Review: Virgin Airmen by Michael Gouda

After a short hiatus we are back and I’m kicking off with a short story set during the early 50’s in England.

It’s a bitterly cold Saturday evening when Michael Duggan, RAF aircraftsman second class, meets Jim Ross on a train station platform. Together they experience life in the forces—including a near-miss with death when their bombing range is destroyed by American “friendly fire.” After being split up by the subsequent disbanding of their unit, they are reunited just in time for the coronation of Queen Elizabeth II—and decide to have a celebration of their own.

Ebook only – 40 pages

Review by Erastes

There’s one short review on the Dreamspinner site; it’s only a sentence, but I have to agree with every word. This little story has a lot of potential, but at $2.99 it’s a bit of a rip off.

This little story is set during the first wave of National Service in England which started up just after the war, and really there’s not much to say about it, being so short, as the blurb has pretty well outlined the plot, for what there is of it.

However, I did thoroughly enjoy what there is of it; I’m assuming, from the author’s bio (he was in the RAF and lost his virginity there) that it’s mostly autobiographical and that was interesting. There’s a real wealth of day-to-day detail which I liked a lot; descriptions of barracks, and the mindset of the National Service airman–amusingly taking time to fold their uniforms carefully over a chair (because they know all about uniform inspections) and the larking around (a way for mostly hetero men to get touched while hiding it under a silly game) that went on. The relationship described is pretty simple – as the blurb says, they meet up on their first day at camp and get to know each other but don’t consummate the deal until much later–but it’s nicely described. The men get on with their work and aren’t mooning around over each other or getting burgeoning hardons at any opportunity.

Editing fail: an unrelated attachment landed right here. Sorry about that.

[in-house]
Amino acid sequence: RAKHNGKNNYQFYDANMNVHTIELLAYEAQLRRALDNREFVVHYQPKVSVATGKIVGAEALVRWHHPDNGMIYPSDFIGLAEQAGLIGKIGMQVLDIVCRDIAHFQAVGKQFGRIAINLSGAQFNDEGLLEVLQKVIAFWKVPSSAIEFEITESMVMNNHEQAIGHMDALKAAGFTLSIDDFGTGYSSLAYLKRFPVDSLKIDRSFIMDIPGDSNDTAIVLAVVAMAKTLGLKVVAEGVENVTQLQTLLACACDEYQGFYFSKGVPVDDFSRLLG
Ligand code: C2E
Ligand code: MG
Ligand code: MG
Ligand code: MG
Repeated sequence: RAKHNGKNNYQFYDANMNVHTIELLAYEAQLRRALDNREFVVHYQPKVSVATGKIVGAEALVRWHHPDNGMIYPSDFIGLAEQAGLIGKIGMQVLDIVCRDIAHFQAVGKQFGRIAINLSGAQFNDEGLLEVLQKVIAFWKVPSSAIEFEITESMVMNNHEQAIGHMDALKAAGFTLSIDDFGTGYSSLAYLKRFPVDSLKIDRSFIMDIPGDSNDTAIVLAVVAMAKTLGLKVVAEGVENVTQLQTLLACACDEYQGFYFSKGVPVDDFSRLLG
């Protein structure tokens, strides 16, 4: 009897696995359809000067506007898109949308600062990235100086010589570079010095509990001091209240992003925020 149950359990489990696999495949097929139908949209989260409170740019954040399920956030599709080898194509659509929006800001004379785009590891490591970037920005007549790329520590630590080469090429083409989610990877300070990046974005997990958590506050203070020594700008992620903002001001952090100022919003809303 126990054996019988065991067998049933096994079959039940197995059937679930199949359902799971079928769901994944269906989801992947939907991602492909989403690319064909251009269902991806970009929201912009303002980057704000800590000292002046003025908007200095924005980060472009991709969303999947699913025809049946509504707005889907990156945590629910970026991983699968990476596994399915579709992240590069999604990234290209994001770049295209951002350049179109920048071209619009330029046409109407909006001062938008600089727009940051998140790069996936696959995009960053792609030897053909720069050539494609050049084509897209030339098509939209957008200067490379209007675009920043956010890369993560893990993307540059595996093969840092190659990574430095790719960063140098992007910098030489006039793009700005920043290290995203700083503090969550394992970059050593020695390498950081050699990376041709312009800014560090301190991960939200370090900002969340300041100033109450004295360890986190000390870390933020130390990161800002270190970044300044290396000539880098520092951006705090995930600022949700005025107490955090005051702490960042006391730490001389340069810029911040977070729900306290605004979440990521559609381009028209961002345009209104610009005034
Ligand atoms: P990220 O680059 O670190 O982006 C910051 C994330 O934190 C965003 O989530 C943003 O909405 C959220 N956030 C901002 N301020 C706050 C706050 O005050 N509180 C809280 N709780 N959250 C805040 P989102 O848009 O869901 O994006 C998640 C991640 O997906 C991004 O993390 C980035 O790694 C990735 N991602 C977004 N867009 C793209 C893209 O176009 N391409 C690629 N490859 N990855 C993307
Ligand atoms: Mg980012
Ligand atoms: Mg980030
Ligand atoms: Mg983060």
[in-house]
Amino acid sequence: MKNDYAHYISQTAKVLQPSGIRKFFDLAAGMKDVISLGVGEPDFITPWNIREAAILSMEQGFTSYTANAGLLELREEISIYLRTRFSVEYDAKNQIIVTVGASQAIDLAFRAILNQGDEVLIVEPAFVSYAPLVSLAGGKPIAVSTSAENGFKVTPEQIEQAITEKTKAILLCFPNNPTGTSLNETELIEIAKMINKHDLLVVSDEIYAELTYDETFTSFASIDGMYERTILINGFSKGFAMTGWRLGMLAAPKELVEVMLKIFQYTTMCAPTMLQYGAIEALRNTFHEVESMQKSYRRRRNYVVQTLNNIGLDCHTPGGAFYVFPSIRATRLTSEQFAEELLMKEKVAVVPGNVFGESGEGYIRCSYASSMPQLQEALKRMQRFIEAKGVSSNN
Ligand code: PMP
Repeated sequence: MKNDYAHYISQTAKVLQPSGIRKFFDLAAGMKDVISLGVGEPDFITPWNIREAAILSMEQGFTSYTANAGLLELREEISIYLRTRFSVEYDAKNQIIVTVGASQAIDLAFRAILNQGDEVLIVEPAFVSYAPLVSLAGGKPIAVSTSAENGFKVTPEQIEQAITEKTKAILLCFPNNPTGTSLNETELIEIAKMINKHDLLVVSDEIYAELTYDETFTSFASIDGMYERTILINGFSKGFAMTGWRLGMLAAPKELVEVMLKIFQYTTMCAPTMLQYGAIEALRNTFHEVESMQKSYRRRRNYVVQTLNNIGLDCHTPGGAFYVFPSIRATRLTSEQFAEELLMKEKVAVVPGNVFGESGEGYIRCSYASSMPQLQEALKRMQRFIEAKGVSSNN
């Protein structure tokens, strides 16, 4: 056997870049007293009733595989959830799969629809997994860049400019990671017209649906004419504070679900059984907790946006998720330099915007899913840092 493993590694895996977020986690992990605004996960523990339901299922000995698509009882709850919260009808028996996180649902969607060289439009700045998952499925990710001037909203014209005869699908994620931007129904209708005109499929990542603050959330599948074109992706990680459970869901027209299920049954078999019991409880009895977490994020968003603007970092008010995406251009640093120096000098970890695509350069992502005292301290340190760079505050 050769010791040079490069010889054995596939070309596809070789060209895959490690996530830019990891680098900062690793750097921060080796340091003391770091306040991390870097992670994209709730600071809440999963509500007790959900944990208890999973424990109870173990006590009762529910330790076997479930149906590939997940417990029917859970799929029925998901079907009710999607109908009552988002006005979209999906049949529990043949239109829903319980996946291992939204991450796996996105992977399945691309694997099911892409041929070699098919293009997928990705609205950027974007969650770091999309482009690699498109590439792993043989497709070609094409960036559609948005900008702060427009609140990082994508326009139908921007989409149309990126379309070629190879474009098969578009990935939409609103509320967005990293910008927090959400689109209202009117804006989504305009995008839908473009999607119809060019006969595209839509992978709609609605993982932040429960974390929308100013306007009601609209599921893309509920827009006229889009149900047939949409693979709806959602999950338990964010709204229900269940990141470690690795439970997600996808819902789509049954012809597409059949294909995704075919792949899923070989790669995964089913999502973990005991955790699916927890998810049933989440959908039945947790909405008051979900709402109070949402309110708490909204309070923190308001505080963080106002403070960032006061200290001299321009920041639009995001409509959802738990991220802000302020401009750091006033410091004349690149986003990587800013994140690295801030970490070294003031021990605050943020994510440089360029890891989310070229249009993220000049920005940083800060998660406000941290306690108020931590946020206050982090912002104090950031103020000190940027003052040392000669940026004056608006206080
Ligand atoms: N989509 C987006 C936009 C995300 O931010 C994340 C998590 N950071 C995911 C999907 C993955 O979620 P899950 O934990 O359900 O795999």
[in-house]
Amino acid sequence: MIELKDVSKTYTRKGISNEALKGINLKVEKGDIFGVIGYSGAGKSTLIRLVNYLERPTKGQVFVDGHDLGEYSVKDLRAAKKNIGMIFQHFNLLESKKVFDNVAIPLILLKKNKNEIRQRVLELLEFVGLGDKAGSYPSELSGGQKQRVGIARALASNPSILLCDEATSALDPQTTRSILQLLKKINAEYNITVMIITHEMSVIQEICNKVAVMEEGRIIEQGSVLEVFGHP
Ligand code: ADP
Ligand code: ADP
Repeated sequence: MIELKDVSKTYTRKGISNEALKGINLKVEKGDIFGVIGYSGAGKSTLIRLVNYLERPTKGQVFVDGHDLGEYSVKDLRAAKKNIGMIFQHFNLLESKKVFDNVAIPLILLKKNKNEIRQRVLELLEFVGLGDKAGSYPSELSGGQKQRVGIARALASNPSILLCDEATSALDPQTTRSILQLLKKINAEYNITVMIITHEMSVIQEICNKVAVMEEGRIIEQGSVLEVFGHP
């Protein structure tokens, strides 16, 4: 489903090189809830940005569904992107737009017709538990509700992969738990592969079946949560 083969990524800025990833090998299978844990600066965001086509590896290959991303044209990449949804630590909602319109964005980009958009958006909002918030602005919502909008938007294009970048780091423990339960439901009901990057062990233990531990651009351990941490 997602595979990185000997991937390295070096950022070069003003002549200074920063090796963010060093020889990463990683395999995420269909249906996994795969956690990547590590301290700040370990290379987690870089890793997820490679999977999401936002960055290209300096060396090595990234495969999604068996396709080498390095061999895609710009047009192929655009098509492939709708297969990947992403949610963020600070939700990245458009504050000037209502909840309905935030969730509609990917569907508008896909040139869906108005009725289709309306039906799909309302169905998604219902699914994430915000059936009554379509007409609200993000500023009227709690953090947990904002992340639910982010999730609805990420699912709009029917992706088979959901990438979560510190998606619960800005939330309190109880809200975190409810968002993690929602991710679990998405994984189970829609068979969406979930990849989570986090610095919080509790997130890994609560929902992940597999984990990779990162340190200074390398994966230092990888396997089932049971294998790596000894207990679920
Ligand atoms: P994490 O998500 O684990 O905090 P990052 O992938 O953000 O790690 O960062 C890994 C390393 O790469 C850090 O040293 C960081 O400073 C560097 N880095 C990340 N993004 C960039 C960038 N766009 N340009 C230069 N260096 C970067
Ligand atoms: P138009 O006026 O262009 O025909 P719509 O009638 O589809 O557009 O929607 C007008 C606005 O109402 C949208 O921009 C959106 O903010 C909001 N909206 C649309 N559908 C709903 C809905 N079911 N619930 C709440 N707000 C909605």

But while there is a real core to this short story, it doesn’t satisfy–and frustrated me–because there’s so much potential here and the author clearly has a wonderful insight into the National Service of this era and such descriptive flair to pull the reader in, really tight, made me care about the characters but then ultimately to end it all very abruptly, too abruptly even for a short story. The author may think that he’s written simply a story which needs to culminate in the main characters having sex but there’s too much else he’s explored for this ever to be considered “just an erotic short story.” The voice is excellent, and there’s humour and danger and companionship, which is a tough job for a story this length.

And yes, as for the price, I know that the author has no say in that, but Dreamspinner, you should be ashamed of yourself. The general price for short stories is $0.99 and this really doesn’t merit the $2.99 price tag. I was kindly given the book by the publisher for review, but at that price, for this length, I wouldn’t have bought it–and that’s a shame because I would have not discovered a writer with talent.

I shall certainly seek out more of Mr Gouda’s work, and I hope he does this short story justice one day and expand it into the novel that it really longs to be. I was torn between giving this a 3½ and a 4 star rating, and I’ve gone for the 4, because the problems with pacing and pricing can’t overcome the really rather nice writing.

No author’s website that I could find.

Buy from Dreamspinner

6 Responses

  1. Nice review. I would definitely buy a novel-length version of this material. Michael Gouda, are you listening?

  2. That does sound very good. I’ll definitely look for his other works.

  3. Regarding the pricing of short stories – simple economics don’t allow (many) publishers to sell shorts that are edited, laid out and have covers for $.99. Essentially, producing a short story that has a cover, is laid out properly and had an editor and a proofer easily runs into several hundred dollars.

    Most sales of e-books come through Amazon (I’d estimate 80-90%). Amazon takes 70% of the sales price as its cut for books priced below $2.99. So, for a short story priced at $.99, you end up with around $.29 to share between publisher and author. Say the publisher pays 50% royalty on shorts (I believe Dreamspinner does), DSP ends up with 14.5 cents, meaning you have to sell thousands of these short stories to make back the initial investment – at which point many publishers consider shorts a loss and might simply not publish them.

    At $2.99 or up, Amazon takes only 30%, leaving author and publisher to share ~$2. This means you only need to sell a few hundred (depending on production cost) to make back your investment.

    So the culprit of this pricing is Amazon,. not Dreamspinner (or any other publisher out there trying to recover the investment in a short story).

    • Well, that’s interesting, but this title isn’t available on Amazon – DS have the title on their site for that price.

      • I also note the cover is their generic short story cover. So costs are layout, proofing, editing, conversion and layout. Not sure what the calculation is in this case; the newness of the author might be another factor.

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